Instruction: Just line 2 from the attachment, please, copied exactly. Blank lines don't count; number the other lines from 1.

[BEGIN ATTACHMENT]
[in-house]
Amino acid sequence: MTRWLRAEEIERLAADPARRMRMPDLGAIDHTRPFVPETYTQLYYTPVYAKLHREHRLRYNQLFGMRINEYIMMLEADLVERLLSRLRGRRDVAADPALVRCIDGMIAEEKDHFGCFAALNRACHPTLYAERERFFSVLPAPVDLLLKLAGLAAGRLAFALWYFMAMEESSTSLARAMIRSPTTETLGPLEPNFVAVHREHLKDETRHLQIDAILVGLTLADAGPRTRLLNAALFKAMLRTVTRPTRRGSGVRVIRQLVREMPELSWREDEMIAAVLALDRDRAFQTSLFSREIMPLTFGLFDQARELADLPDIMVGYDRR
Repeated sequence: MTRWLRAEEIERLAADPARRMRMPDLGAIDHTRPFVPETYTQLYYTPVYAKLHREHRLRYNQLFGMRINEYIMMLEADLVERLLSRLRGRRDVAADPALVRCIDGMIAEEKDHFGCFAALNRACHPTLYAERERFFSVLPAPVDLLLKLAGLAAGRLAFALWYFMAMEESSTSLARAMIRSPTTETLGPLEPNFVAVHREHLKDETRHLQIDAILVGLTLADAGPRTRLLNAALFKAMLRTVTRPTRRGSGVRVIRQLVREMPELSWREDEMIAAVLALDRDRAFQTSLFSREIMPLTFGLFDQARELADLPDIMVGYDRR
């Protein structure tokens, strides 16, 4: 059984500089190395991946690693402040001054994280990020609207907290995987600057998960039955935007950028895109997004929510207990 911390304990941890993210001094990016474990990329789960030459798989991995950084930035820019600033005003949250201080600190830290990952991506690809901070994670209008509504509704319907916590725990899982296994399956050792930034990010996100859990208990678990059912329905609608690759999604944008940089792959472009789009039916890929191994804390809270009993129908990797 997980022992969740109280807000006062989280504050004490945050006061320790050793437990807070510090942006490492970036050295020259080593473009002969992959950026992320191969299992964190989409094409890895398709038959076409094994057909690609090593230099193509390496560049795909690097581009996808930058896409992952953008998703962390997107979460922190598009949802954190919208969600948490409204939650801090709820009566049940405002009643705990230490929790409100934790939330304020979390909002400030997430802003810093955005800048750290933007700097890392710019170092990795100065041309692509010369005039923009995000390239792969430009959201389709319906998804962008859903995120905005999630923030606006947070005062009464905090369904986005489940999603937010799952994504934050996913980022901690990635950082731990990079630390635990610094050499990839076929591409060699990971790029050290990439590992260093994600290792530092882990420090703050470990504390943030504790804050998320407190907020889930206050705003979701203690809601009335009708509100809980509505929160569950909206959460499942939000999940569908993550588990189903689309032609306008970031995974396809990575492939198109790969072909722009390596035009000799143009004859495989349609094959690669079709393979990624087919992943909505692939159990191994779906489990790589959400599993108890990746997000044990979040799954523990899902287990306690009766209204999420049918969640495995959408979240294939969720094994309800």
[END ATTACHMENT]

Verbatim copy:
Amino acid sequence: MTRWLRAEEIERLAADPARRMRMPDLGAIDHTRPFVPETYTQLYYTPVYAKLHREHRLRYNQLFGMRINEYIMMLEADLVERLLSRLRGRRDVAADPALVRCIDGMIAEEKDHFGCFAALNRACHPTLYAERERFFSVLPAPVDLLLKLAGLAAGRLAFALWYFMAMEESSTSLARAMIRSPTTETLGPLEPNFVAVHREHLKDETRHLQIDAILVGLTLADAGPRTRLLNAALFKAMLRTVTRPTRRGSGVRVIRQLVREMPELSWREDEMIAAVLALDRDRAFQTSLFSREIMPLTFGLFDQARELADLPDIMVGYDRR